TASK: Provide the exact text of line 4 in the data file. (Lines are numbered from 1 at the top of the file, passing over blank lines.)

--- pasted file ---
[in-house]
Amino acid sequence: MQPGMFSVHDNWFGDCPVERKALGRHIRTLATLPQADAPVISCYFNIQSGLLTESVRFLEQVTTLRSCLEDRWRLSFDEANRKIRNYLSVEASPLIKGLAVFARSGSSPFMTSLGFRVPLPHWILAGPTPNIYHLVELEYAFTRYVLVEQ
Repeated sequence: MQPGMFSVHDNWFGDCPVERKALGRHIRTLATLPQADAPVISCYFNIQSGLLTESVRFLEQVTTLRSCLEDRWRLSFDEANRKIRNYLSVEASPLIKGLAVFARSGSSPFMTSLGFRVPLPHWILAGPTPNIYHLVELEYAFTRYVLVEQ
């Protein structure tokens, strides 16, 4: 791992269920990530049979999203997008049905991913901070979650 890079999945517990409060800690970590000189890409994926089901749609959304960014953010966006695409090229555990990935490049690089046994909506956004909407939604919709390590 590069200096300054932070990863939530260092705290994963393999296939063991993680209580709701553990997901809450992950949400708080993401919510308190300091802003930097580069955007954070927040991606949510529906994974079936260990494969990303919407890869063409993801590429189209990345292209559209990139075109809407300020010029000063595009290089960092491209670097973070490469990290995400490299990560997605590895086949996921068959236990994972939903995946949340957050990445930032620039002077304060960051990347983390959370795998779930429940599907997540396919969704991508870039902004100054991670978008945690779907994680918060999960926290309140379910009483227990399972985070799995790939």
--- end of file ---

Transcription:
């Protein structure tokens, strides 16, 4: 791992269920990530049979999203997008049905991913901070979650 890079999945517990409060800690970590000189890409994926089901749609959304960014953010966006695409090229555990990935490049690089046994909506956004909407939604919709390590 590069200096300054932070990863939530260092705290994963393999296939063991993680209580709701553990997901809450992950949400708080993401919510308190300091802003930097580069955007954070927040991606949510529906994974079936260990494969990303919407890869063409993801590429189209990345292209559209990139075109809407300020010029000063595009290089960092491209670097973070490469990290995400490299990560997605590895086949996921068959236990994972939903995946949340957050990445930032620039002077304060960051990347983390959370795998779930429940599907997540396919969704991508870039902004100054991670978008945690779907994680918060999960926290309140379910009483227990399972985070799995790939």